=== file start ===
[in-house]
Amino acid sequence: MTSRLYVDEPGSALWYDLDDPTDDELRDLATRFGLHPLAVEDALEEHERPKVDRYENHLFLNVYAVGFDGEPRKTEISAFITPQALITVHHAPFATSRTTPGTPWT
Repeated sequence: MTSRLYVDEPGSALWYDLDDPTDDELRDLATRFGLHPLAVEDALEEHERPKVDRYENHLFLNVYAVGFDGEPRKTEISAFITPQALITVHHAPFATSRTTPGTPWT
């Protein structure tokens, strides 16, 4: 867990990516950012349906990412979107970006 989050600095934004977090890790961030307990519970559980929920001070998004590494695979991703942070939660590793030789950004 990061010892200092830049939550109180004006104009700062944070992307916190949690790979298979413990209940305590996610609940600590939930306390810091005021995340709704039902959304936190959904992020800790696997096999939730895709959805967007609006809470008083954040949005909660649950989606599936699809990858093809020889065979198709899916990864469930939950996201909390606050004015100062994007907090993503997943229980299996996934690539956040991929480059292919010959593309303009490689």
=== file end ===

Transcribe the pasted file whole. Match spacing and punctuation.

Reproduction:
[in-house]
Amino acid sequence: MTSRLYVDEPGSALWYDLDDPTDDELRDLATRFGLHPLAVEDALEEHERPKVDRYENHLFLNVYAVGFDGEPRKTEISAFITPQALITVHHAPFATSRTTPGTPWT
Repeated sequence: MTSRLYVDEPGSALWYDLDDPTDDELRDLATRFGLHPLAVEDALEEHERPKVDRYENHLFLNVYAVGFDGEPRKTEISAFITPQALITVHHAPFATSRTTPGTPWT
């Protein structure tokens, strides 16, 4: 867990990516950012349906990412979107970006 989050600095934004977090890790961030307990519970559980929920001070998004590494695979991703942070939660590793030789950004 990061010892200092830049939550109180004006104009700062944070992307916190949690790979298979413990209940305590996610609940600590939930306390810091005021995340709704039902959304936190959904992020800790696997096999939730895709959805967007609006809470008083954040949005909660649950989606599936699809990858093809020889065979198709899916990864469930939950996201909390606050004015100062994007907090993503997943229980299996996934690539956040991929480059292919010959593309303009490689």